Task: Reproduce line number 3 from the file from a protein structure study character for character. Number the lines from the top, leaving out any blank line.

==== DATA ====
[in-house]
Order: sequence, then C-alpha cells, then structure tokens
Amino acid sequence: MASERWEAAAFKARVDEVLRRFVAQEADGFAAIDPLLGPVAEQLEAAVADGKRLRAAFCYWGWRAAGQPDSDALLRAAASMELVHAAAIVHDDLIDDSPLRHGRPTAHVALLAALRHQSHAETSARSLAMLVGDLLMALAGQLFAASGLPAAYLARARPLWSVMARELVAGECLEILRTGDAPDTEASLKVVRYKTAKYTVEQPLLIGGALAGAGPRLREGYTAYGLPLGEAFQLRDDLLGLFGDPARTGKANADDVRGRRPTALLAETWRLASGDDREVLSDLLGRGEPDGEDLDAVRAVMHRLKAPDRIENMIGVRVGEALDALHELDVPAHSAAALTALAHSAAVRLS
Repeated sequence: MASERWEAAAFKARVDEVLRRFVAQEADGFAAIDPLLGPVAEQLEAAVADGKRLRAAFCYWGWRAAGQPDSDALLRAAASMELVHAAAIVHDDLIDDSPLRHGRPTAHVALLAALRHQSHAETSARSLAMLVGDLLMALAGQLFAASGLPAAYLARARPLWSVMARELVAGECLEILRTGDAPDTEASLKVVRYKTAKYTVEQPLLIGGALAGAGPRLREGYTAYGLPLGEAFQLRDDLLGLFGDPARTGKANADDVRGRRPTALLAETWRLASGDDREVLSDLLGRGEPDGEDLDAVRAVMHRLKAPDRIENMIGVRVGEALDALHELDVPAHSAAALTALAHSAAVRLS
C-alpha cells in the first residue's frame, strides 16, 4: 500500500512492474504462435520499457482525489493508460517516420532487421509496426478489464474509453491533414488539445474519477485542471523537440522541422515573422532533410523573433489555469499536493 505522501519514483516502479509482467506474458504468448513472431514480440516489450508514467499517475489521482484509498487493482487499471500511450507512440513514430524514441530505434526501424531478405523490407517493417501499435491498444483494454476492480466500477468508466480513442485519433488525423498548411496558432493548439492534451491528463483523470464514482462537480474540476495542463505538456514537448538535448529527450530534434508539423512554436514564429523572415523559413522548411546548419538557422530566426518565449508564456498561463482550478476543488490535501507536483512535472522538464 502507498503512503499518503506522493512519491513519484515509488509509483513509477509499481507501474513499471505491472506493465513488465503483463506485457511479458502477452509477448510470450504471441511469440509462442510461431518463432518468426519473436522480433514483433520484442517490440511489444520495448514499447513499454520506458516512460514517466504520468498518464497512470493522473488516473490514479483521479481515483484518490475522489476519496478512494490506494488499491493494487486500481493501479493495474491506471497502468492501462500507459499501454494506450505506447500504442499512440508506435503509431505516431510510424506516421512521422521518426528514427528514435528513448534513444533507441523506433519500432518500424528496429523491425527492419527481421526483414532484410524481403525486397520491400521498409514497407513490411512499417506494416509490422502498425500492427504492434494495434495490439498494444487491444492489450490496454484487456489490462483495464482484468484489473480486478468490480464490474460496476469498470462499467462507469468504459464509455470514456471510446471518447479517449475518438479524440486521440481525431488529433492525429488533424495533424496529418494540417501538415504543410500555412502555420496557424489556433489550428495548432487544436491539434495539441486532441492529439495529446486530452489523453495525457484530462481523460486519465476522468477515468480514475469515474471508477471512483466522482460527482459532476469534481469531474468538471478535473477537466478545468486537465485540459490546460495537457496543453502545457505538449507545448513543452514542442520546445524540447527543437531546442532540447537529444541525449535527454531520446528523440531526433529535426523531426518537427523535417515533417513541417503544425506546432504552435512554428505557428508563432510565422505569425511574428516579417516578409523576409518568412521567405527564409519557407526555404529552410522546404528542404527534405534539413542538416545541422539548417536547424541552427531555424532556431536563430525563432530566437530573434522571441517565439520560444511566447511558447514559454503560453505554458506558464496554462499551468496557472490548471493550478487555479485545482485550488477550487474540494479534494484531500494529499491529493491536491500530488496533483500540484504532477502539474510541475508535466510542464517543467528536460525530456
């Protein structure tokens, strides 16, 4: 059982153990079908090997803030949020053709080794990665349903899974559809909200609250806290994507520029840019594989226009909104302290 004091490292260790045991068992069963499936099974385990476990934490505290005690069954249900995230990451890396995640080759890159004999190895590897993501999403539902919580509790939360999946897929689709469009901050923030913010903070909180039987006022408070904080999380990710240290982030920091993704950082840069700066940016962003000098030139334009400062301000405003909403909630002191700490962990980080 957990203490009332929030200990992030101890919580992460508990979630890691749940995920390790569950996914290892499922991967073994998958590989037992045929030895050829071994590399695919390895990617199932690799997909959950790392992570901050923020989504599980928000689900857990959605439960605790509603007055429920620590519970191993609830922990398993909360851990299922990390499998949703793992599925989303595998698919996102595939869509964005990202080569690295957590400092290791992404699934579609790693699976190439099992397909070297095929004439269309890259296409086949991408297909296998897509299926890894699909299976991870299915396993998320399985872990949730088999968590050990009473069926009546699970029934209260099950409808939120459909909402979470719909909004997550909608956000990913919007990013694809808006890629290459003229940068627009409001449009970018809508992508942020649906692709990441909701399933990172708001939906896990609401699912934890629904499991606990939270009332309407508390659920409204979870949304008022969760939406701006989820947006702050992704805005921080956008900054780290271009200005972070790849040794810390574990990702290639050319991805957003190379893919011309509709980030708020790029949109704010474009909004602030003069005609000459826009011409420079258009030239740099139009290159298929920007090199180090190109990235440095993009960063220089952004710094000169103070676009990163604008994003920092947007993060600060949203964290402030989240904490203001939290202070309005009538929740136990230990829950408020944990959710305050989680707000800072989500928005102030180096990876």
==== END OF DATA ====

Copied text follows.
Amino acid sequence: MASERWEAAAFKARVDEVLRRFVAQEADGFAAIDPLLGPVAEQLEAAVADGKRLRAAFCYWGWRAAGQPDSDALLRAAASMELVHAAAIVHDDLIDDSPLRHGRPTAHVALLAALRHQSHAETSARSLAMLVGDLLMALAGQLFAASGLPAAYLARARPLWSVMARELVAGECLEILRTGDAPDTEASLKVVRYKTAKYTVEQPLLIGGALAGAGPRLREGYTAYGLPLGEAFQLRDDLLGLFGDPARTGKANADDVRGRRPTALLAETWRLASGDDREVLSDLLGRGEPDGEDLDAVRAVMHRLKAPDRIENMIGVRVGEALDALHELDVPAHSAAALTALAHSAAVRLS